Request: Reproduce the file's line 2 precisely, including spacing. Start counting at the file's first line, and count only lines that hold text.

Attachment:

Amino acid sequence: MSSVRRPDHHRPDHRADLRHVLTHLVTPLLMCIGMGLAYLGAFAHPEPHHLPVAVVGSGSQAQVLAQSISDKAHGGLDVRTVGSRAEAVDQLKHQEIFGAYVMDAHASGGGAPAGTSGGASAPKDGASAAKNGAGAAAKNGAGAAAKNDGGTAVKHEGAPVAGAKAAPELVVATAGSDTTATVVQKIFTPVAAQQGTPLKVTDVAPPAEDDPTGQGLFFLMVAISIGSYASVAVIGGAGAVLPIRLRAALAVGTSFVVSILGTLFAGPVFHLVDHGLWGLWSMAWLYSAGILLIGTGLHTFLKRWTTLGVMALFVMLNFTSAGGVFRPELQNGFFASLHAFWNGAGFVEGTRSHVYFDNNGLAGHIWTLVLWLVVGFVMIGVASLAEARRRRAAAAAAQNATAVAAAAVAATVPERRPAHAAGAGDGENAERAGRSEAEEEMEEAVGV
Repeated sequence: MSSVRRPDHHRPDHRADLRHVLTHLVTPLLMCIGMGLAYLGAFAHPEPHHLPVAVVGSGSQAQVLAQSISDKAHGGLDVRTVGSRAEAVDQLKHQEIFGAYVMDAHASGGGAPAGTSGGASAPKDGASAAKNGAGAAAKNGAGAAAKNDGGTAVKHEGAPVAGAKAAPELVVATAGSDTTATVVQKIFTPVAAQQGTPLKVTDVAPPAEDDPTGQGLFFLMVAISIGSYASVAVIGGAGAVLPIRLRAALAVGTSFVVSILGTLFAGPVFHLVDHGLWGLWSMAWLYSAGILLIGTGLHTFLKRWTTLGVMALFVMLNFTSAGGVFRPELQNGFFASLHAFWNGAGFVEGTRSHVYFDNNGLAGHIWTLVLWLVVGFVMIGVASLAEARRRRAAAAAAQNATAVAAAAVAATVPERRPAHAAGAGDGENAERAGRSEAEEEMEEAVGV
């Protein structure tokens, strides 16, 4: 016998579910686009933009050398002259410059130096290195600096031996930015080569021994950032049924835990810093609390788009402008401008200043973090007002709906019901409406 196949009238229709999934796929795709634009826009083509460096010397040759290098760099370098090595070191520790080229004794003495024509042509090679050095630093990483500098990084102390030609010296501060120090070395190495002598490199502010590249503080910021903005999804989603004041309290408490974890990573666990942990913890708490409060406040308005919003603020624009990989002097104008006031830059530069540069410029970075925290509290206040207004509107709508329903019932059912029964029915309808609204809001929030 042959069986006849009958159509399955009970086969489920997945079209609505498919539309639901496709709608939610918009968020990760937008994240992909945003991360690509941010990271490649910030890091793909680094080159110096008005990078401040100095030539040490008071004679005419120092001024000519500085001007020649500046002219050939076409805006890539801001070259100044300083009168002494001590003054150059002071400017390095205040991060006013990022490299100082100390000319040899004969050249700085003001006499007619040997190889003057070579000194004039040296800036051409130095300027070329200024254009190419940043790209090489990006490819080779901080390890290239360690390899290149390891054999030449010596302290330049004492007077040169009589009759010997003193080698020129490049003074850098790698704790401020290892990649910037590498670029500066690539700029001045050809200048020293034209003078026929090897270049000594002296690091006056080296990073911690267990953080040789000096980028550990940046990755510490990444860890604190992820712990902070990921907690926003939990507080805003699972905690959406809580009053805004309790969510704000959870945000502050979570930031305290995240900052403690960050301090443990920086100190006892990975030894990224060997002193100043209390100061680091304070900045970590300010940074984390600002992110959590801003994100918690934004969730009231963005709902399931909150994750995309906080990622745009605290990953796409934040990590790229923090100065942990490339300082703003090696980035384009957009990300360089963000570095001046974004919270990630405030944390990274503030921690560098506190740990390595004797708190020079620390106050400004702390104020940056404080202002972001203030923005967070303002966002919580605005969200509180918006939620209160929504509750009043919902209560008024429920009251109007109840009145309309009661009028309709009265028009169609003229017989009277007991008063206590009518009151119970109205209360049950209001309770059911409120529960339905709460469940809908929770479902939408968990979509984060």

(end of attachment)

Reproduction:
Repeated sequence: MSSVRRPDHHRPDHRADLRHVLTHLVTPLLMCIGMGLAYLGAFAHPEPHHLPVAVVGSGSQAQVLAQSISDKAHGGLDVRTVGSRAEAVDQLKHQEIFGAYVMDAHASGGGAPAGTSGGASAPKDGASAAKNGAGAAAKNGAGAAAKNDGGTAVKHEGAPVAGAKAAPELVVATAGSDTTATVVQKIFTPVAAQQGTPLKVTDVAPPAEDDPTGQGLFFLMVAISIGSYASVAVIGGAGAVLPIRLRAALAVGTSFVVSILGTLFAGPVFHLVDHGLWGLWSMAWLYSAGILLIGTGLHTFLKRWTTLGVMALFVMLNFTSAGGVFRPELQNGFFASLHAFWNGAGFVEGTRSHVYFDNNGLAGHIWTLVLWLVVGFVMIGVASLAEARRRRAAAAAAQNATAVAAAAVAATVPERRPAHAAGAGDGENAERAGRSEAEEEMEEAVGV